Thamnophis elegans
Terrestrial Garter Snake

Click on a picture to see a larger version in a different window
Other Names: Garden Snake, Gardener Snake, Grass Snake
Description: Mostly gray, greenish gray or a gray brown. A dull yellowish to whitish middorsal stripe down the back. Olive gray to olive brown above, with alternating rows of black or brown spots. Belly light gray, gray white with scattered black speckling or spotting, except on throat. Specimens without middorsal stripe occur. Melanistic (black) specimens may also occur. Scales are keeled. Adults are 18"- 42" in length.
Similar Species: Patchnoses and whipsnakes have smooth scales, a divided anal plate and no spots. The Common Garter has relatively larger eyes, generally 7 upper labial scales, a wide, yellow, vertebral stripe, often has red coloring between the lateral scales and usually a plain bluish gray belly. The Checkered Garter has neck blotches, more distinct squarish spots and the narrow lateral stripe is restricted to the 3rd scale row. The Black-necked Garter has well defined neck blotches and a yellow to orange vertebral stripe. The Plains Garter usually had 19 scale rows, seven upper labials and the lateral stripeon the 3rd and 4th scale rows.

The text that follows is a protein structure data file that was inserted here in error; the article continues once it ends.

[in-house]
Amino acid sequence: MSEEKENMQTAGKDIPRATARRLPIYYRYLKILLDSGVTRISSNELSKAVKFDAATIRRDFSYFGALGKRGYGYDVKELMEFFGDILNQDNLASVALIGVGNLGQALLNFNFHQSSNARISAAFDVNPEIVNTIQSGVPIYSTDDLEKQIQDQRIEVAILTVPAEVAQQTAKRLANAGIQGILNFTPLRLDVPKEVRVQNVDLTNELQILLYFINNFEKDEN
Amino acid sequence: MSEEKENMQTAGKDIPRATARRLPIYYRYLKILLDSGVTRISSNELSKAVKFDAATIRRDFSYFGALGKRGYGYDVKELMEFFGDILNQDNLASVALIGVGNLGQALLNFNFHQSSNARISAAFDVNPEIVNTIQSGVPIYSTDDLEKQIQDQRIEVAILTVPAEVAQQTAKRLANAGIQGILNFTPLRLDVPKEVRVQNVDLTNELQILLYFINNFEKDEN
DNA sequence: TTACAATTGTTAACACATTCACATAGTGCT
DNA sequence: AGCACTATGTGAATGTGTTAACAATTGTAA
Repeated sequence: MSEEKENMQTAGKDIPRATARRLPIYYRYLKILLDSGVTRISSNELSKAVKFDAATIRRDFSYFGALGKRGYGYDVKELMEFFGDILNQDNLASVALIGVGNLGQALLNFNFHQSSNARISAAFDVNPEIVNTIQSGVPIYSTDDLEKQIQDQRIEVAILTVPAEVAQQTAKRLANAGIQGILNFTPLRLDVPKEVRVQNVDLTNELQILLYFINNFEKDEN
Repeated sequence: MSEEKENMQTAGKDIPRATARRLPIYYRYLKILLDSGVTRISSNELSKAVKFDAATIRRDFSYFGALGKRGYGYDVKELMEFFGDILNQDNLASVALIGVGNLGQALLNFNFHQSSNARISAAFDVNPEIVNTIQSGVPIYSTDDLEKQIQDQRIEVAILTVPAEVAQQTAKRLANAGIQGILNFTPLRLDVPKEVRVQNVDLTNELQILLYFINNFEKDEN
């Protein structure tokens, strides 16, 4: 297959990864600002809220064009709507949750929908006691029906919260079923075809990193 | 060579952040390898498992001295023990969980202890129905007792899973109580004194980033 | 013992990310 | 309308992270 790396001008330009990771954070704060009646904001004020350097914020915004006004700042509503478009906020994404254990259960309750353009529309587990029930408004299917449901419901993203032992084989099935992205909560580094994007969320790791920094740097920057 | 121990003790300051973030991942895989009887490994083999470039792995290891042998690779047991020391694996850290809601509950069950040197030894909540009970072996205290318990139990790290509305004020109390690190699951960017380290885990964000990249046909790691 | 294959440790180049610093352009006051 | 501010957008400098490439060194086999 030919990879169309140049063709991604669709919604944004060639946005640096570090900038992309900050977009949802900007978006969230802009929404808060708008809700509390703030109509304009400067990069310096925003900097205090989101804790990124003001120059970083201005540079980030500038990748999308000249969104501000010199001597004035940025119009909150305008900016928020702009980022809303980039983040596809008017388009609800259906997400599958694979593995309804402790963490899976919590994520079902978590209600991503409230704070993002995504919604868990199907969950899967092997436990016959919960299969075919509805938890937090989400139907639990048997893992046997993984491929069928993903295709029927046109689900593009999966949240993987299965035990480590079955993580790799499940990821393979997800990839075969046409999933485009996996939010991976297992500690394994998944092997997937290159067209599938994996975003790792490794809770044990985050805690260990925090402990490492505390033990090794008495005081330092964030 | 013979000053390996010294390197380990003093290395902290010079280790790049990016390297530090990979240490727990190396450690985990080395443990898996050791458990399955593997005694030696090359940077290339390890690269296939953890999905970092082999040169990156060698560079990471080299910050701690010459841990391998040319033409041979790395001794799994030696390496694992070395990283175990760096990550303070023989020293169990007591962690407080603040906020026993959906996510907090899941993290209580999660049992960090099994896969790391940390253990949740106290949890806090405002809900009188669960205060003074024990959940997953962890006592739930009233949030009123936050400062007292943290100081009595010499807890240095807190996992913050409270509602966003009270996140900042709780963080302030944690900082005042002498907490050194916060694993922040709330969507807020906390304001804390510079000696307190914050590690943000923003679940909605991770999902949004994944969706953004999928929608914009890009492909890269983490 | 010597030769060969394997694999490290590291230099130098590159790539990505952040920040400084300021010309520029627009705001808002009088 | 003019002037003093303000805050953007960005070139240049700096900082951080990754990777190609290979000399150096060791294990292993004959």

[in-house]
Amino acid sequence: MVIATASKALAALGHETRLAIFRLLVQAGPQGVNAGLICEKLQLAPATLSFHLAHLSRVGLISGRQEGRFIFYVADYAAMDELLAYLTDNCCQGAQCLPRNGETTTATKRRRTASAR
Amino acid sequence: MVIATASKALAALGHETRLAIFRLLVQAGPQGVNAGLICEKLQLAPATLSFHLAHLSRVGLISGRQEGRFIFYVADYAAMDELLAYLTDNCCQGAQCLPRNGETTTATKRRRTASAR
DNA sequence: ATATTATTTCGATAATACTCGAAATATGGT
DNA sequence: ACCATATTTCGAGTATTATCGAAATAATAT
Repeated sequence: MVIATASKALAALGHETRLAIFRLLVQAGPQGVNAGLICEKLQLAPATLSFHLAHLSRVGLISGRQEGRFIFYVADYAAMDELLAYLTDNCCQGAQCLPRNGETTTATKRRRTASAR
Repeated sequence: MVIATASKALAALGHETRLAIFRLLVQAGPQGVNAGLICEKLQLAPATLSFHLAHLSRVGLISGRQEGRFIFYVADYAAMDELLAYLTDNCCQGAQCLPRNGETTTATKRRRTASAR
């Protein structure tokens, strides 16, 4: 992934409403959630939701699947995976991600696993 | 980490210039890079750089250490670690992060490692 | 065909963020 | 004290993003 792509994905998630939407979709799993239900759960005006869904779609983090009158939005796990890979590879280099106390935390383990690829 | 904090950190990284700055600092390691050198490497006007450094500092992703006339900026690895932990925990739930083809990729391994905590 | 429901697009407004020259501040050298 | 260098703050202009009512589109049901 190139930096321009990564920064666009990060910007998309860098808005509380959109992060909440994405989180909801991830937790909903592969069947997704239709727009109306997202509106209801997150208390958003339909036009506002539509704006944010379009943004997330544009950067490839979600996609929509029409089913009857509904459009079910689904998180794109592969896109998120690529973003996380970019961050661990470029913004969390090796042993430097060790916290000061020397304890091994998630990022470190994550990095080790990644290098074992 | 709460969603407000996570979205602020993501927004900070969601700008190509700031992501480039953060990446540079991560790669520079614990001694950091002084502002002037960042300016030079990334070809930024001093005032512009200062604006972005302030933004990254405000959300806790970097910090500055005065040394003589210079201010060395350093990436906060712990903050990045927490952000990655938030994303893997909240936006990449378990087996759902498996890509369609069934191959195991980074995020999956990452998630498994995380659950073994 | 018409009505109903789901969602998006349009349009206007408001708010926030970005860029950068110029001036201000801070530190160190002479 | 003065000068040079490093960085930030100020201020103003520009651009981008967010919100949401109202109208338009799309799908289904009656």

Venom: Garters were long thought to be nonvenomous, but recent discoveries have revealed that they do in fact produce a mild neurotoxic venom. Garter snakes cannot kill humans with the small amounts of venom they produce, which is comparatively mild, and they also lack an effective means of delivering it. They do have enlarged teeth in the back of their mouth, but their gums are significantly larger. The Duvernoy's gland of garters are posterior (to the rear) of the snake's eyes. The mild venom is spread into wounds through a chewing action. - Wikipedia
Habitat: Frequents grassland, brush land, woodland, chaparral covered hillsides, woodland and forests of pine and fir. Frequents permanent, intermittent streams and springs.
Behavior: Maybe semi-aquatic. When handled, they will emit a foul smelling musk and occasionally bite
Hibernation: Hibernates in deep burrows or cracks in rock piles
Reproduction: Breeds in early spring and is live bearing to 4-27 young. Terrestrial.
Diet: Feeds on frogs, toads, tadpoles, fish, salamanders, lizards, small mammals, earthworms, crustaceans and nestlings. There are records of them eating small snakes such as Lined Snakes